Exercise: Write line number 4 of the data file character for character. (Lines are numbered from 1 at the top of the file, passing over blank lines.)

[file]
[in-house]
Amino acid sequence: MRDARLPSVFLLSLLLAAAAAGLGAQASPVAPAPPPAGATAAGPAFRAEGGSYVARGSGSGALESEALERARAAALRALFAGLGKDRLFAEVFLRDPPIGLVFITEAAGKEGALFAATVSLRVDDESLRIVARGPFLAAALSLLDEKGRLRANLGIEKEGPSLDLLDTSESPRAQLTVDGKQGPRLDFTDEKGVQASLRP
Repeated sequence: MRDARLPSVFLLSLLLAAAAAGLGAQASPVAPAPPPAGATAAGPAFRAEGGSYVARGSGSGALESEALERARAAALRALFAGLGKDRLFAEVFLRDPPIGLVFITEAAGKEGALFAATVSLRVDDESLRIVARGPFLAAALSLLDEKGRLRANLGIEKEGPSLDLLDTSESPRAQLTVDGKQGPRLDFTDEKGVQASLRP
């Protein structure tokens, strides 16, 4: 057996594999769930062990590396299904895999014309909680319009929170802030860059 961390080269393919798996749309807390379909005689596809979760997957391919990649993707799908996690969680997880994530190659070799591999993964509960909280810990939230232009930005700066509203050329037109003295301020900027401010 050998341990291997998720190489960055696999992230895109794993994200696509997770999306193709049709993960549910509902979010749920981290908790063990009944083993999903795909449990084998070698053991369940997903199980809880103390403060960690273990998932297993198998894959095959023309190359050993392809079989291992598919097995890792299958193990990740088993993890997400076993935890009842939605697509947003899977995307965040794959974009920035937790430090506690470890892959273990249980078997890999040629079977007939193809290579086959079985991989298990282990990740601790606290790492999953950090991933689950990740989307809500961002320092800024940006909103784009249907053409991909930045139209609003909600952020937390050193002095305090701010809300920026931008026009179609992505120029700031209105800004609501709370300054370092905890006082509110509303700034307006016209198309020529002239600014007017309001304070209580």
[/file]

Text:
């Protein structure tokens, strides 16, 4: 057996594999769930062990590396299904895999014309909680319009929170802030860059 961390080269393919798996749309807390379909005689596809979760997957391919990649993707799908996690969680997880994530190659070799591999993964509960909280810990939230232009930005700066509203050329037109003295301020900027401010 050998341990291997998720190489960055696999992230895109794993994200696509997770999306193709049709993960549910509902979010749920981290908790063990009944083993999903795909449990084998070698053991369940997903199980809880103390403060960690273990998932297993198998894959095959023309190359050993392809079989291992598919097995890792299958193990990740088993993890997400076993935890009842939605697509947003899977995307965040794959974009920035937790430090506690470890892959273990249980078997890999040629079977007939193809290579086959079985991989298990282990990740601790606290790492999953950090991933689950990740989307809500961002320092800024940006909103784009249907053409991909930045139209609003909600952020937390050193002095305090701010809300920026931008026009179609992505120029700031209105800004609501709370300054370092905890006082509110509303700034307006016209198309020529002239600014007017309001304070209580």